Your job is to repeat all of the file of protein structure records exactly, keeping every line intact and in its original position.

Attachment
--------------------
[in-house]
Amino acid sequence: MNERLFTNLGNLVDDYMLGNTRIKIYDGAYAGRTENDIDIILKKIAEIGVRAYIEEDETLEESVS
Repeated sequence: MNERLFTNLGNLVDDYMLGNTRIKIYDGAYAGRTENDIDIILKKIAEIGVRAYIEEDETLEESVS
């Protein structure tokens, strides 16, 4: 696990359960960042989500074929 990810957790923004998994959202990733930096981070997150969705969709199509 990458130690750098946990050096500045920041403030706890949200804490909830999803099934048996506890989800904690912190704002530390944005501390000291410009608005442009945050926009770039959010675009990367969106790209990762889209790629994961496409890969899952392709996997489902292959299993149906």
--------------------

[in-house]
Amino acid sequence: MNERLFTNLGNLVDDYMLGNTRIKIYDGAYAGRTENDIDIILKKIAEIGVRAYIEEDETLEESVS
Repeated sequence: MNERLFTNLGNLVDDYMLGNTRIKIYDGAYAGRTENDIDIILKKIAEIGVRAYIEEDETLEESVS
């Protein structure tokens, strides 16, 4: 696990359960960042989500074929 990810957790923004998994959202990733930096981070997150969705969709199509 990458130690750098946990050096500045920041403030706890949200804490909830999803099934048996506890989800904690912190704002530390944005501390000291410009608005442009945050926009770039959010675009990367969106790209990762889209790629994961496409890969899952392709996997489902292959299993149906």